Propagating Light Revealed New Fundamental Physical Features: Evanescent Electromagnetism

evanescent field

Dynamical properties of light have been consistent and very well accepted ‘fact’ amongst the academia of physics since more than a century. The same conviction has also helped in the understanding of electromagnetic radiation, which suggests that a quantum of light carries momentum in the direction of propagation and secondly a spinning or gyrating effect around the propagation axis. These two characteristics have become the basic tenets of daily occurrences and experimental interactions between light and matter.

However, a new form of light called the evanescent waves has emerged having an altogether different outlook with respect to the conventional accepted belief of properties of light. Konstantin Bliokh, Aleksandr Bekshaev and Franco Nori both from RIKEN, Japan have been credited for the discovery.

What are evanescent waves?

While traveling along a particular direction, when a wave attenuates along a different direction it’s called an evanescent wave. However, it can propagate well along its interface but causes decay upon hitting second medium.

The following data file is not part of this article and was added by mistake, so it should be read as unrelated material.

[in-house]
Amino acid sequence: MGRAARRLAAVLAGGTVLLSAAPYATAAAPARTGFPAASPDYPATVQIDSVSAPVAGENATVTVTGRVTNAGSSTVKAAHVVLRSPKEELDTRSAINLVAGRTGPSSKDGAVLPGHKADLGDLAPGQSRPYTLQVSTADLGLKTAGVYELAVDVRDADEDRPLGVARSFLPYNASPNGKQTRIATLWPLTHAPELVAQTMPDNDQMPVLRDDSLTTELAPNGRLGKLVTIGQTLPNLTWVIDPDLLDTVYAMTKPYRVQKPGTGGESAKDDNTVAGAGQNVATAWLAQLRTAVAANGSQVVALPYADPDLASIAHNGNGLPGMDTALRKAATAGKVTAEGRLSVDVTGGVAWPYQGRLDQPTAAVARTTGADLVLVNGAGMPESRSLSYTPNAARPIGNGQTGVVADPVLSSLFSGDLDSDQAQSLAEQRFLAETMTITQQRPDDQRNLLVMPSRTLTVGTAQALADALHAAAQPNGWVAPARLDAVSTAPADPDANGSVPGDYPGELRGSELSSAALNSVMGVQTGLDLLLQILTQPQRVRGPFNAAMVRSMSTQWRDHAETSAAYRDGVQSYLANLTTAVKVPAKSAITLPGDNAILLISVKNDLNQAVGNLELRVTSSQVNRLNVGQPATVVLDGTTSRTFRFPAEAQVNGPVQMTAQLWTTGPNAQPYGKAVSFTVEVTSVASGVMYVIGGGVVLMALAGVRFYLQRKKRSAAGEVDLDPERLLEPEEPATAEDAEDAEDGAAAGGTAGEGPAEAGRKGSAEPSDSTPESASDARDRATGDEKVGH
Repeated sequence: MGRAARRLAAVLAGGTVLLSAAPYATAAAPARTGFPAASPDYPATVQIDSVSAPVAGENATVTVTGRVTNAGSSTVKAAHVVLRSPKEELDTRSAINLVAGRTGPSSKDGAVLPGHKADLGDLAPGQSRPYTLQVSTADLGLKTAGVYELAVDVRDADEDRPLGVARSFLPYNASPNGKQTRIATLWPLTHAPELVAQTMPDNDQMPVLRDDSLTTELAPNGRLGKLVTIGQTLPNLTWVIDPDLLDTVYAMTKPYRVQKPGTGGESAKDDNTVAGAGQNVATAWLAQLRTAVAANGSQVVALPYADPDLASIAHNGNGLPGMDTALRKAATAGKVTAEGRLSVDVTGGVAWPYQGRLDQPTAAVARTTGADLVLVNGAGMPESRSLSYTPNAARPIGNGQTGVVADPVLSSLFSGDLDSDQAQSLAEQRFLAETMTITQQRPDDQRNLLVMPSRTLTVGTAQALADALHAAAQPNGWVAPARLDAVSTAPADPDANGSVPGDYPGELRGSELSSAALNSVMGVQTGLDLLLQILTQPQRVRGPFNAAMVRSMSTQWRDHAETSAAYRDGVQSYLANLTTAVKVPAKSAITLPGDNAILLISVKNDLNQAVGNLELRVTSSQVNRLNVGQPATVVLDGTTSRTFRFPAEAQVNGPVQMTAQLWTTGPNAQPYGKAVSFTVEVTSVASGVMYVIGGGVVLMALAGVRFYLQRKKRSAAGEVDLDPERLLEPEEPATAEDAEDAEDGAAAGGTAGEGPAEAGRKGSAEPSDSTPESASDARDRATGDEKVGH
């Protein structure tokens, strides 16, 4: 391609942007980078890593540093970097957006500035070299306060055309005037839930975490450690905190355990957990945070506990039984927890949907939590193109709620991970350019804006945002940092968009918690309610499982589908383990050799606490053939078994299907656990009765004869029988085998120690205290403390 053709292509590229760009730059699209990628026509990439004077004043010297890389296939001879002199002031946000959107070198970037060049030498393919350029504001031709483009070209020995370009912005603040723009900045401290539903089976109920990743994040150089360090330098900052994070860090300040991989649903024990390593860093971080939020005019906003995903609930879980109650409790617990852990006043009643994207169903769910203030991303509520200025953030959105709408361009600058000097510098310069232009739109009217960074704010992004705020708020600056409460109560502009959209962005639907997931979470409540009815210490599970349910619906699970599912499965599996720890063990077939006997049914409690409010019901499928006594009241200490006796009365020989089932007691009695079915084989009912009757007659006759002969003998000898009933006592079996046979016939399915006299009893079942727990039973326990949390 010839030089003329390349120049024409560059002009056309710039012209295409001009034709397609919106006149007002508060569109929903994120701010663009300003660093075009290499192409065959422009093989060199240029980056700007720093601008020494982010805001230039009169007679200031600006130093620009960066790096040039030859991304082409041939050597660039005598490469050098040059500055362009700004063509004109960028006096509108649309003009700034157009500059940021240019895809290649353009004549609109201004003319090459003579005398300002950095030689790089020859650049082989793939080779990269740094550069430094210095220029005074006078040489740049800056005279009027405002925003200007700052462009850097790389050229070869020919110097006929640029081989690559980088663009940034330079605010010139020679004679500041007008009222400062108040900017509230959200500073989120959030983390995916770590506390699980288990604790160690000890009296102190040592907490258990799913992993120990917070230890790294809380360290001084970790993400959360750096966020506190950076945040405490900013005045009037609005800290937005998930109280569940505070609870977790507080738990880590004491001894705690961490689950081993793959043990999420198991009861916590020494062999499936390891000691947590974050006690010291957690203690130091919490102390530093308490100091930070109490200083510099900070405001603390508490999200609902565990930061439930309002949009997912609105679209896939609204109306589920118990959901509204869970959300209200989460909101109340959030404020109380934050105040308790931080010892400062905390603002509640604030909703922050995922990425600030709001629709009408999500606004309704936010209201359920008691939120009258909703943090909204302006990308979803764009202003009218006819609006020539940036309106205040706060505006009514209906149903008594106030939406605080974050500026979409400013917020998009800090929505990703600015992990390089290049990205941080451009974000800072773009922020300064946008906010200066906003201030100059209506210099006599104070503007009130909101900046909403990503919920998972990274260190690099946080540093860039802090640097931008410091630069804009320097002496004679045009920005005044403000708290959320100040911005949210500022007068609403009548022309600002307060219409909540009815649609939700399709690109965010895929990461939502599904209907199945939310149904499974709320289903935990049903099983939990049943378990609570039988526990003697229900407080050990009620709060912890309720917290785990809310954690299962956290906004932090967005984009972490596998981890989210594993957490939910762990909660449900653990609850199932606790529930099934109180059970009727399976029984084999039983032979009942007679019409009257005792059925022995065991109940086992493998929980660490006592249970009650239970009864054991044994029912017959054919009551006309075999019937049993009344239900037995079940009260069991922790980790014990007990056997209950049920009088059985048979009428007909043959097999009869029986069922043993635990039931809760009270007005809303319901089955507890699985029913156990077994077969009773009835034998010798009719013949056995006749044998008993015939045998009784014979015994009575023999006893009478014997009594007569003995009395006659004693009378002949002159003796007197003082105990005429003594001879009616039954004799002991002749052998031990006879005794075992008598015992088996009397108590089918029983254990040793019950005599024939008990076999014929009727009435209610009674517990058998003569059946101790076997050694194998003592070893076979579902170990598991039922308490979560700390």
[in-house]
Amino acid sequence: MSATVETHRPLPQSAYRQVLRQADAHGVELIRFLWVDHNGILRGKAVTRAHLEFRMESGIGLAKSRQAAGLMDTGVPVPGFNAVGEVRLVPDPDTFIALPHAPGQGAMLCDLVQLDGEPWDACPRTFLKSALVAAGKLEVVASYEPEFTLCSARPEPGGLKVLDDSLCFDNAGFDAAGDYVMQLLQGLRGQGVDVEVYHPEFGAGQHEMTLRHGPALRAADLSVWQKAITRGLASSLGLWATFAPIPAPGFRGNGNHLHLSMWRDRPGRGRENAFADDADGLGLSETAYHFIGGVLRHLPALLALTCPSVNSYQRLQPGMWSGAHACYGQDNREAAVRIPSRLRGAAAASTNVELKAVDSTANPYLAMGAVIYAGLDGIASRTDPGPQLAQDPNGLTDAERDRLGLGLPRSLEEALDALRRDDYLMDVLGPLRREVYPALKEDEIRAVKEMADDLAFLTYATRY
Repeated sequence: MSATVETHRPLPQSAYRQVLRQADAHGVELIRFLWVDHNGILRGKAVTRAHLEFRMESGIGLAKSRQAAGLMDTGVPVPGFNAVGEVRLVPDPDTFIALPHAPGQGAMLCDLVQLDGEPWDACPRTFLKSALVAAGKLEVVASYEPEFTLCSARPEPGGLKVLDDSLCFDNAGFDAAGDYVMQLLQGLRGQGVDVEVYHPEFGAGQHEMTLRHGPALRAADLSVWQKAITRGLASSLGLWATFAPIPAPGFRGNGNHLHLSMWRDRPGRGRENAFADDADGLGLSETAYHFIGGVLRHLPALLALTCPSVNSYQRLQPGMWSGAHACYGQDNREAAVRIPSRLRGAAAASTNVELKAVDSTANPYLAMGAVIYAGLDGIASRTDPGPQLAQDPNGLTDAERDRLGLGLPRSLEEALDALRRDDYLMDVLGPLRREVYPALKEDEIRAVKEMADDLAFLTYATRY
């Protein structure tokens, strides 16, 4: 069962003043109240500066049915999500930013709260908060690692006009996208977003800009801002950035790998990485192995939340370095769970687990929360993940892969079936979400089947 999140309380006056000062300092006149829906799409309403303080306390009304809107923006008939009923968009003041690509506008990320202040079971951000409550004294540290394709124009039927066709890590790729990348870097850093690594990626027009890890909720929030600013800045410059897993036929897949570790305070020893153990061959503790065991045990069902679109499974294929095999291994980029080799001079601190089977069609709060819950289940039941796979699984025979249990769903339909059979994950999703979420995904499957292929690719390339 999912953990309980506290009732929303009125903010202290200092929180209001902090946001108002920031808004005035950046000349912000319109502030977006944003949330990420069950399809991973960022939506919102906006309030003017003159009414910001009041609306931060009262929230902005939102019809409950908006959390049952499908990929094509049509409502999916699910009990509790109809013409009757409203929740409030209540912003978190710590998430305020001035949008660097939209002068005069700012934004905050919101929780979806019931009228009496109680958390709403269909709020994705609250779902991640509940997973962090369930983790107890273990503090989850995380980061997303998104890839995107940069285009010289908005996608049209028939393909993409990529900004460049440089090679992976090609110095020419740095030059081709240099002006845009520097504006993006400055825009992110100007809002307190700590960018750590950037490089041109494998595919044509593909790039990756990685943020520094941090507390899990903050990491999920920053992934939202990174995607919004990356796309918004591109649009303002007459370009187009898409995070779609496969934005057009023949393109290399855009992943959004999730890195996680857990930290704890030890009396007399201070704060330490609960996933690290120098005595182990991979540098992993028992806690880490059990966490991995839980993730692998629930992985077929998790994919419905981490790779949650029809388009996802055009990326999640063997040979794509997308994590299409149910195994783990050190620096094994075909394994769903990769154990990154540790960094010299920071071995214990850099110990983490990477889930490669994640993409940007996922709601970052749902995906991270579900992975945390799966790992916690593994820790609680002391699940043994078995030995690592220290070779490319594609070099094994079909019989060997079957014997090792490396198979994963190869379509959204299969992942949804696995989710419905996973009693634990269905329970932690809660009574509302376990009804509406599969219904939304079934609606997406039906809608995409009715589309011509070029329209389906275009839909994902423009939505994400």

Upon studying the dynamic characteristics of evanescent waves, the team of researchers found that the transverse components of waves’ momentum and spin feature, which happen to exist at the right angles to the plane of propagation. Along with it, they also discovered that momentum perpendicular to the direction of the motion is being determined by the wave’s circular polarization. In normal light, the transverse spin is determined by the wave’s circular polarization.

The newly discovered properties are very much different from the conventional principle on which photons work, claimed Bliokh.

Demonstration by the team suggests that evanescent waves exhibits such varied properties during light–matter interactions, characteristics which otherwise are not achievable using normal beam of light. For instance, as per the above diagram, transverse force and a transverse torque is applied by an evanescent wave upon small particle, where force is proportional to the circular polarization but the torque is not.

Source: RIKEN

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